All the sudden they tell you purchasing is not really adding any more vendors so a PO might be hard to generate. Or they would need to see a couple iterations first and you would have to have 100 other companies/people using the product before they could commit to anything. Maybe they are just simply out of cash right now.
What am I doing here? Why am I trying to make it so hard on us to step into the new venture? You need to establish a couple things before you start. Do they believe in the concept and would they give you some of their valuable time and effort to help get you an order for it. If they will, that is saying something.
The other really important thing you will discover with the second question is what they think of you as an entrepreneur. This is more valuable than almost anything. So many of us are asking our family and people that love us about whether we should start. You are going to get soft answers and a lot of goodwill. When you test the concept, make sure you test on at least half people/clients that do not know you. If you don’t know how to find those people then stop right there, you shouldn’t start a company.
Point #2 – Separate the Truth from goodwill. Truth about the perceived value of not just the concept but also their belief you can execute it. Ask why you shouldn’t do it, and if it goes well, ask for money. Usually half of the people you ask will have some excuse why they can’t pay now.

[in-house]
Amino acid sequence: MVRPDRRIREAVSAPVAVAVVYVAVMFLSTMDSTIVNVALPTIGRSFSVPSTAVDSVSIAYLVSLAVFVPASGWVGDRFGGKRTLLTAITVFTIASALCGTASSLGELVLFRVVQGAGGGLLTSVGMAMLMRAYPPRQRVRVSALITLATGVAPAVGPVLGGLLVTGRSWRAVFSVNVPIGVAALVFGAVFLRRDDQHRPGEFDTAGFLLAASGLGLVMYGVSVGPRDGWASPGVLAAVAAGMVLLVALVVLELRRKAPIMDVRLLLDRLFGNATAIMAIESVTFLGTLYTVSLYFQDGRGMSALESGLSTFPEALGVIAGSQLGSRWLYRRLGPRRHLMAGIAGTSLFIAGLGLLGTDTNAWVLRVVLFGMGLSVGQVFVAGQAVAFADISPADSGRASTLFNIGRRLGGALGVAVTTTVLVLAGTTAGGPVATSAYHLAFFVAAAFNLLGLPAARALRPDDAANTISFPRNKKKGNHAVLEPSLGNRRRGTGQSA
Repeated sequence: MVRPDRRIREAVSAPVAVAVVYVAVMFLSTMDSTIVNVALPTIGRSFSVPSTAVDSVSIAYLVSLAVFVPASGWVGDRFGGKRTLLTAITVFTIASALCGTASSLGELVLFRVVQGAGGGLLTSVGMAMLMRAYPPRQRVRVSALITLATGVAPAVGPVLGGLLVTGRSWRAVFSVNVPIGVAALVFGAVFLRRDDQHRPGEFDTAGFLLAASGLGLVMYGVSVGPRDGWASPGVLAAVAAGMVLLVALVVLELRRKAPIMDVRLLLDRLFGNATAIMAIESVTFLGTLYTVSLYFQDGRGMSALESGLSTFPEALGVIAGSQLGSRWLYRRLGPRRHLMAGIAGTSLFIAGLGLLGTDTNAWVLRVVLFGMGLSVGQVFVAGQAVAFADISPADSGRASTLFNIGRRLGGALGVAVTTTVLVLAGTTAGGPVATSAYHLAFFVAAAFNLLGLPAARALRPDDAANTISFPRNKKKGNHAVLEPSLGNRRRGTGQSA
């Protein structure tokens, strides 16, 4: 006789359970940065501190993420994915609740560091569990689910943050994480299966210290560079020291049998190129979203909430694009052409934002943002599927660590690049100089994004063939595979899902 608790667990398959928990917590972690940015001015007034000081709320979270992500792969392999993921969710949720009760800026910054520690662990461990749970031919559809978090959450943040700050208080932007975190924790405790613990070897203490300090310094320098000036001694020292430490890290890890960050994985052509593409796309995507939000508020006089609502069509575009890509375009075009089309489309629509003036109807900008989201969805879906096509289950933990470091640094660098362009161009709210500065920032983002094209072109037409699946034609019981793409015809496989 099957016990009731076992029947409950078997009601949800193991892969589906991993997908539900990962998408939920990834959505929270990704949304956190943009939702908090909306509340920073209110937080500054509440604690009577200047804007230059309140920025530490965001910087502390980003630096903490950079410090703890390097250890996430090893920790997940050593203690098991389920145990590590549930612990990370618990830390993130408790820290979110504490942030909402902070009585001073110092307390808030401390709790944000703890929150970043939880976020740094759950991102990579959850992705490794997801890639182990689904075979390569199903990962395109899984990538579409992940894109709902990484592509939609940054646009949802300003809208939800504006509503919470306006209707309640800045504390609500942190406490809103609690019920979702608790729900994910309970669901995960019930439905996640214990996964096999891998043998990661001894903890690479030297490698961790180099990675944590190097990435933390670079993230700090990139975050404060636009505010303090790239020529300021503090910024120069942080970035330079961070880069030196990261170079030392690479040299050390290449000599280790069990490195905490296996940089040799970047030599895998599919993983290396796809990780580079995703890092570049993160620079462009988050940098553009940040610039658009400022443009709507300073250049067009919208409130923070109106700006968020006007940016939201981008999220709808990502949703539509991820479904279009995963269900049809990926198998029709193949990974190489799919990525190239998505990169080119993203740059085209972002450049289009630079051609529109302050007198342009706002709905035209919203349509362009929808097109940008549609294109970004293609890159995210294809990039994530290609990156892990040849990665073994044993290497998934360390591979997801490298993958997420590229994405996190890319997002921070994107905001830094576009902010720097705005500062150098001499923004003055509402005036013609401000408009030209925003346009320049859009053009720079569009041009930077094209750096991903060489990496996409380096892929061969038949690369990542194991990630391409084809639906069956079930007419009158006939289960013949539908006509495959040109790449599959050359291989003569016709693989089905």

Another point I loved about the book I was reading was the concept of progress with finding the truth as the goal. How many of you set goals or initiatives for your company? Most all of us at every level do that. Well, as a leader I believe first and foremost your job is to explain why it is that we are doing what we are doing. At Trace3 we want to strive for greatness and innovate the markets we choose to impact; that is our reason for existence. We also came up with a rally cry a couple years ago that we wanted to “be relevant in the post VAR era.”
For years the company had gone down a path and grown very successfully. But every year I would get with clients and ask them in a group dinner or one-on-one setting what they thought I should be worried about. Were there adjacent markets I should be considering? At one of the dinners a bold client told me if Trace3 were to continue down its current path with our offering we would be out of business within 3 years. This was a good client. I stopped the dinner and asked by a show of hands how many other clients agreed. Half the hands went up. I was floored. Next dinner with a different group, after a couple glasses of wine, I asked and got the same results. They all really like the company and our culture, but an offering that had once offered us terrific growth as an org had hit a ceiling and was potentially going to be commoditized very rapidly.
I went to an offsite and was very clear that we need to come up with plans and initiatives that would have two main goals. We wanted to secure the family, family being people at the company that truly worked hard and deserved to be there, and at the same time create massive opportunity. We eventually narrowed it to “Secure and Create.” The WHY of all initiatives could be explained in those terms. With the why I would write playbooks each year and try to not only explain why it would secure and create for the company, but also for the individuals. I’ve always wanted to make a company that could have held me as an employee. For me to stay I had to feel relevant. I wanted to have some say in the plan or its execution. The playbooks were my attempt to do that.